We all throw away food. In fact, in the United States, an estimated 40 percent of all food is trashed as it makes it way from farm to table, or more aptly, as it doesn’t. But how aware are we of our own waste? And what motivates us to rethink our shopping habits or reconsider that wilting lettuce in the back of the fridge?
Those are the questions a team of researchers at Johns Hopkins University set out to answer in thefirst national consumer food waste survey conducted in the United States. The results were published this month in PLOS ONE. It turns out that a lot of us are giving ourselves more credit than we probably deserve. In fact, nearly three-quarters of the 1,010 survey respondents said they waste less food than the average American. What is more, 13 percent of respondents indicated that they don’t discard any food and 56 percent estimated that they discard only 10 percent of their food, though the estimated average food waste for consumers is around 25 percent.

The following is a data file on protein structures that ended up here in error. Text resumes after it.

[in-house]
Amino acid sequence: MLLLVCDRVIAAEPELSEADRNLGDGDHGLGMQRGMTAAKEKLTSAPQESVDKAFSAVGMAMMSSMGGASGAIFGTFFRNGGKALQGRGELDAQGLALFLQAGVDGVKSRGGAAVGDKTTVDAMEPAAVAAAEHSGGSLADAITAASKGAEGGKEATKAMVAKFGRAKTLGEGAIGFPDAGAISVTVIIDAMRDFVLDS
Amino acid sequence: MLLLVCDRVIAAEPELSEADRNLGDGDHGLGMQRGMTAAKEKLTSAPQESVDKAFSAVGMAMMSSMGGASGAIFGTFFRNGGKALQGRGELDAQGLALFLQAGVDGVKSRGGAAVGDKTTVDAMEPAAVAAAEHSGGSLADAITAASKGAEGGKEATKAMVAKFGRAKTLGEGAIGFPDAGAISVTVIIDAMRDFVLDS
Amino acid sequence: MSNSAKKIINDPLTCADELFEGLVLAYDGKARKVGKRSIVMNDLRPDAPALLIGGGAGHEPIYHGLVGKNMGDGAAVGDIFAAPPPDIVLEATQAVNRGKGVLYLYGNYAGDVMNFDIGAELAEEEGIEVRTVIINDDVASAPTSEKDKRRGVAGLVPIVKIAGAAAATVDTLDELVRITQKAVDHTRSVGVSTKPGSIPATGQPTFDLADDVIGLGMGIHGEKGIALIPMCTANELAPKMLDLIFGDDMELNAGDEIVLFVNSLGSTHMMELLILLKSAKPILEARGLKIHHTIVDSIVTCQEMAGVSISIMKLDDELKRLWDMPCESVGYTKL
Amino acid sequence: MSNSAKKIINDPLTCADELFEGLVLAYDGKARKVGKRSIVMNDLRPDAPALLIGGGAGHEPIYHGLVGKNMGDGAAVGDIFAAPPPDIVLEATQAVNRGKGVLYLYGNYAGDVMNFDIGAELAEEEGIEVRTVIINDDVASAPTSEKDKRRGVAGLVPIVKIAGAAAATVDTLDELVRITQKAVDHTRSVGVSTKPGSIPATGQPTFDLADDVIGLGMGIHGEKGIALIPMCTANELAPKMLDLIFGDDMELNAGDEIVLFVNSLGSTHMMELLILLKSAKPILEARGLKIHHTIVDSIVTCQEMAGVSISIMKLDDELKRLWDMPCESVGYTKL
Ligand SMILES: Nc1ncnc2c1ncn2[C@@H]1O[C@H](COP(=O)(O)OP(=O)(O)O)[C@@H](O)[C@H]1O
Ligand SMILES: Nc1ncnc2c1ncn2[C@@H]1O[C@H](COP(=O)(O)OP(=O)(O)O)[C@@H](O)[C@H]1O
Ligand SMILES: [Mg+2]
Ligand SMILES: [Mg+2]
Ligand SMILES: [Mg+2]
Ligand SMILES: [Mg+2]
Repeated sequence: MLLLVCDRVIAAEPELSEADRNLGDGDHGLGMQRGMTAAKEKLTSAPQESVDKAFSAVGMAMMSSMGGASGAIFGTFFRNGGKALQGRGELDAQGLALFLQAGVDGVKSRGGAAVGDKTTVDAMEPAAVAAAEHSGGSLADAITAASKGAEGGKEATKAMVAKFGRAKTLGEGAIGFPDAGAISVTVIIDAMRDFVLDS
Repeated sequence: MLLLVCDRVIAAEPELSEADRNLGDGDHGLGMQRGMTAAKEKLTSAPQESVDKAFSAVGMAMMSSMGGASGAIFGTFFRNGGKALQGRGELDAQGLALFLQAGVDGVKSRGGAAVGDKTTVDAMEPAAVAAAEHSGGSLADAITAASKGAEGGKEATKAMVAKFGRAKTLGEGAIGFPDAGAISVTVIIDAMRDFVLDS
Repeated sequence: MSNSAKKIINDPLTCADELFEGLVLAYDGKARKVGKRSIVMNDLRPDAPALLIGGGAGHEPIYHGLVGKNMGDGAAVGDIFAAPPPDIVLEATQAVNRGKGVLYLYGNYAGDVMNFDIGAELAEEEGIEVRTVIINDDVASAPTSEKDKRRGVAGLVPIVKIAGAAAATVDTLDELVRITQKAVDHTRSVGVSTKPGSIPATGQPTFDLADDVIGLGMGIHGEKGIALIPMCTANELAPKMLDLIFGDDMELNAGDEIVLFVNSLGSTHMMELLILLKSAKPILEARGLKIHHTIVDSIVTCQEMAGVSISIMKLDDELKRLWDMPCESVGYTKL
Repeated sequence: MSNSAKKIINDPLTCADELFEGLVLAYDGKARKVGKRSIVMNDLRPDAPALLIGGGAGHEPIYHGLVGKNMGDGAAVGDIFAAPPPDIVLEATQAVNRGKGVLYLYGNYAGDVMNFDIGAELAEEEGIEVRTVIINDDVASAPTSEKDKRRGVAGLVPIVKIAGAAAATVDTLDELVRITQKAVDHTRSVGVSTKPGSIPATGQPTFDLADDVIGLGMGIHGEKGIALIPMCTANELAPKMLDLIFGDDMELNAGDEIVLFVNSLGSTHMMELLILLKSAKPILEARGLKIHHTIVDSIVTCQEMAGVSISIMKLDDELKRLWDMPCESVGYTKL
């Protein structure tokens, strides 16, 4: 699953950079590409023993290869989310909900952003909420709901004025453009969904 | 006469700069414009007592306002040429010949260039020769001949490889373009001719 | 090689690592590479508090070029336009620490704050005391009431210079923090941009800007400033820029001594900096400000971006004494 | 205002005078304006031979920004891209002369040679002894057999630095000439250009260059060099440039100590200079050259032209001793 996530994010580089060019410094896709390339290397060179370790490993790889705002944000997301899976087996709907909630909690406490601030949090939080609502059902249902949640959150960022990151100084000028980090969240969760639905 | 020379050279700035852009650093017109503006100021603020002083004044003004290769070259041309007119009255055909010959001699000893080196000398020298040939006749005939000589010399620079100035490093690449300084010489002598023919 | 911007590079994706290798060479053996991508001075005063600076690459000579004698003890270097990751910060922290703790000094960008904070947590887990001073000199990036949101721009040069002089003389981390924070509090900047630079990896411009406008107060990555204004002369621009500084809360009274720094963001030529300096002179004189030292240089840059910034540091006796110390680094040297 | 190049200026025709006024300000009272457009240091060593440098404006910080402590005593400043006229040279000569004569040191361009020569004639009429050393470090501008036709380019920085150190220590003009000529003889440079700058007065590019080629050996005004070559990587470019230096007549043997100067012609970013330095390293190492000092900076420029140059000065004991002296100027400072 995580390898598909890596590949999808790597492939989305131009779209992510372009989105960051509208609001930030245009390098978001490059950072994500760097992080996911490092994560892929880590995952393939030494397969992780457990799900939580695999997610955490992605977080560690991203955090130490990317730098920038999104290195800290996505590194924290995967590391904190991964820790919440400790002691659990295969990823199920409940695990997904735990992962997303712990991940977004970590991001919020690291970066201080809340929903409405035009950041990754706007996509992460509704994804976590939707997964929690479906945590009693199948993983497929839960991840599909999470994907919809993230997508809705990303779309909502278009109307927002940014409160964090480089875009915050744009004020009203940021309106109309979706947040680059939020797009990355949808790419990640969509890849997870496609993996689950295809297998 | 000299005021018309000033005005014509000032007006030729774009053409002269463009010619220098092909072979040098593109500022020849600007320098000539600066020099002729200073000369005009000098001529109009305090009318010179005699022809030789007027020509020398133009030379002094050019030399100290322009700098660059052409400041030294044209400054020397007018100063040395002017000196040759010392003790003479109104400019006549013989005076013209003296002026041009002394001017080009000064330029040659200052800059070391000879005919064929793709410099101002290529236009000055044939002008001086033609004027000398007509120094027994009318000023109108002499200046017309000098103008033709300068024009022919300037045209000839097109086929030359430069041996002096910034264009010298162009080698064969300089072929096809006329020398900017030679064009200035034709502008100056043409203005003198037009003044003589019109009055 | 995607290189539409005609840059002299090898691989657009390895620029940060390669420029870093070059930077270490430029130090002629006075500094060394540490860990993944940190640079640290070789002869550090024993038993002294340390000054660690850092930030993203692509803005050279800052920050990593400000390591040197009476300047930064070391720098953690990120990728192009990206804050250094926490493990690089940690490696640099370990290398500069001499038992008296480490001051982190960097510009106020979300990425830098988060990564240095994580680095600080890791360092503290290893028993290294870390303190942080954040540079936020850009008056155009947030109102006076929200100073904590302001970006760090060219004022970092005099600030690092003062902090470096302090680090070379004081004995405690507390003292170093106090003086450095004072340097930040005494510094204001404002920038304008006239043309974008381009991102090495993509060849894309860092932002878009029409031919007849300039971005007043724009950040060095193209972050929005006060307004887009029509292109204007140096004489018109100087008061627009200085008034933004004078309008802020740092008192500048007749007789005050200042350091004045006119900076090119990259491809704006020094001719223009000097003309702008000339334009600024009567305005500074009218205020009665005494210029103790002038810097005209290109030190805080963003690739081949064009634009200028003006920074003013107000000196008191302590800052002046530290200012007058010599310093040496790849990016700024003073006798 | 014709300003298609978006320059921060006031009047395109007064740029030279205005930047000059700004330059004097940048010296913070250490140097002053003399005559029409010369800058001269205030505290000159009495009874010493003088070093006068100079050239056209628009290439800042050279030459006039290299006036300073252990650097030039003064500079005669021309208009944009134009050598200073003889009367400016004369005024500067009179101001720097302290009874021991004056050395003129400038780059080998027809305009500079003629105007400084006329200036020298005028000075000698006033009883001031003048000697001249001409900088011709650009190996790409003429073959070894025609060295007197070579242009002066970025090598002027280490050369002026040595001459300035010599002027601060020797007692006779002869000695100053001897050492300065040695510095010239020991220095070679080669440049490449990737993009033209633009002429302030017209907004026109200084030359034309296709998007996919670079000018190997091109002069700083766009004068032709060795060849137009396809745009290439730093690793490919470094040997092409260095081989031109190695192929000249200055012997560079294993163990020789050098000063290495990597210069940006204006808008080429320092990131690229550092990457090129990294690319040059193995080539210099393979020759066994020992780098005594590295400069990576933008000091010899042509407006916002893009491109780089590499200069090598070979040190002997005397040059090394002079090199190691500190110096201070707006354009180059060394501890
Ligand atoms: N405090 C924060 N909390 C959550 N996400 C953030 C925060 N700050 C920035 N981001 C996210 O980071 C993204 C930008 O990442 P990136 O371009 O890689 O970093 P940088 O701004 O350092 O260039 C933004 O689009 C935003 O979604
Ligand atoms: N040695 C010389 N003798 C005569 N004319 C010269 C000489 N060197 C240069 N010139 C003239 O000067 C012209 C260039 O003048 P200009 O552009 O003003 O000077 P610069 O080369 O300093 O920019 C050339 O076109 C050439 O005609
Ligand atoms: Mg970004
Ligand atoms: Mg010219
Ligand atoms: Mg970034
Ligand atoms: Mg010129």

Researchers also looked at consumer motivations for reducing food waste, including considerations like saving money, setting an example for children, guilt about waste, thinking about those who are hungry, and environmental concerns. Perhaps expectedly, saving money came first. Among parents, setting a good example for children. Concern about the environmental — including greenhouse gas emissions, water use, and energy associated with food waste — was ranked last by respondents.
“From an environmental perspective, one thing that was very striking was that we asked people what is their top motivation for reducing waste, and environmental issues came out dead last on that list,” says Roni Neff, assistant professor at Johns Hopkins Bloomberg School of Public Health and one of the authors of the article. Neff noted that this outcome could mean one of two things: people just aren’t that aware of the environmental footprint of their food, or environmental impacts aren’t a big motivator for those considering food waste.